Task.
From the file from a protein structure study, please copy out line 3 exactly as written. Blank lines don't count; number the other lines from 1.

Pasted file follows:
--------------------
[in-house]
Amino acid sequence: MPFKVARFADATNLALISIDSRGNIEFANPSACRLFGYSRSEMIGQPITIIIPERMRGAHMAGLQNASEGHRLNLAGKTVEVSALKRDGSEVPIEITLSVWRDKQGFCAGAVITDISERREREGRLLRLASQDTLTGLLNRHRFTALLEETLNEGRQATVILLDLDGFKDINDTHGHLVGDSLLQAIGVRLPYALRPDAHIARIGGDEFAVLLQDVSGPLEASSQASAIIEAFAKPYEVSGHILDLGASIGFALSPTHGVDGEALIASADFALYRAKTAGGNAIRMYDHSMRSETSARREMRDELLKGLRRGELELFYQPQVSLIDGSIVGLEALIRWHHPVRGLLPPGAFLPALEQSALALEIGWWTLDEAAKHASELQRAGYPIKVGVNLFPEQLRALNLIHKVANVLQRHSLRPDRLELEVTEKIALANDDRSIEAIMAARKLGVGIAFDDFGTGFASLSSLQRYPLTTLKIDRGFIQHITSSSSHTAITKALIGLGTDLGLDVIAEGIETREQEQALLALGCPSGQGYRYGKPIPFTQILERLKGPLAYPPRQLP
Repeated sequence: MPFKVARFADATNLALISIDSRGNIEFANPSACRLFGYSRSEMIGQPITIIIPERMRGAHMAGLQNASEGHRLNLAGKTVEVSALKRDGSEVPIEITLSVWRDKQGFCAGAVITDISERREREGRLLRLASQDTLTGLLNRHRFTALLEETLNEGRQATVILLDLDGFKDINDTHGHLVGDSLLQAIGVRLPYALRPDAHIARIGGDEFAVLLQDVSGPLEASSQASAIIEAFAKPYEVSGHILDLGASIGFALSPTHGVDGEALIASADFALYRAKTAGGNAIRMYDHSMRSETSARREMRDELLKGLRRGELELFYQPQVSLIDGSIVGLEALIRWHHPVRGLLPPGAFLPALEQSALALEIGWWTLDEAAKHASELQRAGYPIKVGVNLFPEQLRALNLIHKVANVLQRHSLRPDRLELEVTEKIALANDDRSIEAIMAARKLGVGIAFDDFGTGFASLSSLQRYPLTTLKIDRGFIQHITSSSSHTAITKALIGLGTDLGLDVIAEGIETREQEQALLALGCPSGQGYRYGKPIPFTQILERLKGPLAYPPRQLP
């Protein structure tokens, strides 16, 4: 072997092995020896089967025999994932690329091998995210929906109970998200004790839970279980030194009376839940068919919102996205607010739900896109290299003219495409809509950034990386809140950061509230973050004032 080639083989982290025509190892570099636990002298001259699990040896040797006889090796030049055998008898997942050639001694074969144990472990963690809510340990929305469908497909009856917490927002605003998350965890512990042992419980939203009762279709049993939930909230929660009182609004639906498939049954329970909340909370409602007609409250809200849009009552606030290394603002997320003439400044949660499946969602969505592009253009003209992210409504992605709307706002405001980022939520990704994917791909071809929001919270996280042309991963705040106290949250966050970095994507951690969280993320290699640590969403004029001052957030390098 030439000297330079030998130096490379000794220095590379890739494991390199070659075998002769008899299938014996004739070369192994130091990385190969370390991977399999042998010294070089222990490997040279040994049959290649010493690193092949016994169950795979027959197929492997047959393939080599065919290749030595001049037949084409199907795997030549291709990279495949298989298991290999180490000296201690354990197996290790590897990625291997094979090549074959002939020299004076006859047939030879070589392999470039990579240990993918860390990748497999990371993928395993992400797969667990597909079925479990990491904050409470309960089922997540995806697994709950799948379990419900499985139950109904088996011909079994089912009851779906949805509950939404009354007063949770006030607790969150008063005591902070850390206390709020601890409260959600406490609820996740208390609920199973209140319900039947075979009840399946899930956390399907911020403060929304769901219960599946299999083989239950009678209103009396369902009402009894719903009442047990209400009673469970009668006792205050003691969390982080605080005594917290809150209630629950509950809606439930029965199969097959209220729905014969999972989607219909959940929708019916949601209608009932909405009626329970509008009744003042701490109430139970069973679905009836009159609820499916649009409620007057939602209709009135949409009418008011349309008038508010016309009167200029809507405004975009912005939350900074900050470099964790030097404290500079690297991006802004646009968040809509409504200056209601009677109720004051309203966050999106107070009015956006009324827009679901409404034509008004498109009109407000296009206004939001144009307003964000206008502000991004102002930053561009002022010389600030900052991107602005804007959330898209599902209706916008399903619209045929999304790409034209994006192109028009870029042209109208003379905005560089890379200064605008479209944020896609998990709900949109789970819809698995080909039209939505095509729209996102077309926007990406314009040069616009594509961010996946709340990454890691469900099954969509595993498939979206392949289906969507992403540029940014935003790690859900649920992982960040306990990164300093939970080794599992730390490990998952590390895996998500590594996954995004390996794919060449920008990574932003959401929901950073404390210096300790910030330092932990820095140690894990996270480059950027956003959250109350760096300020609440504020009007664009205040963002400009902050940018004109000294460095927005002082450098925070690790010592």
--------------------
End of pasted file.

Repeated sequence: MPFKVARFADATNLALISIDSRGNIEFANPSACRLFGYSRSEMIGQPITIIIPERMRGAHMAGLQNASEGHRLNLAGKTVEVSALKRDGSEVPIEITLSVWRDKQGFCAGAVITDISERREREGRLLRLASQDTLTGLLNRHRFTALLEETLNEGRQATVILLDLDGFKDINDTHGHLVGDSLLQAIGVRLPYALRPDAHIARIGGDEFAVLLQDVSGPLEASSQASAIIEAFAKPYEVSGHILDLGASIGFALSPTHGVDGEALIASADFALYRAKTAGGNAIRMYDHSMRSETSARREMRDELLKGLRRGELELFYQPQVSLIDGSIVGLEALIRWHHPVRGLLPPGAFLPALEQSALALEIGWWTLDEAAKHASELQRAGYPIKVGVNLFPEQLRALNLIHKVANVLQRHSLRPDRLELEVTEKIALANDDRSIEAIMAARKLGVGIAFDDFGTGFASLSSLQRYPLTTLKIDRGFIQHITSSSSHTAITKALIGLGTDLGLDVIAEGIETREQEQALLALGCPSGQGYRYGKPIPFTQILERLKGPLAYPPRQLP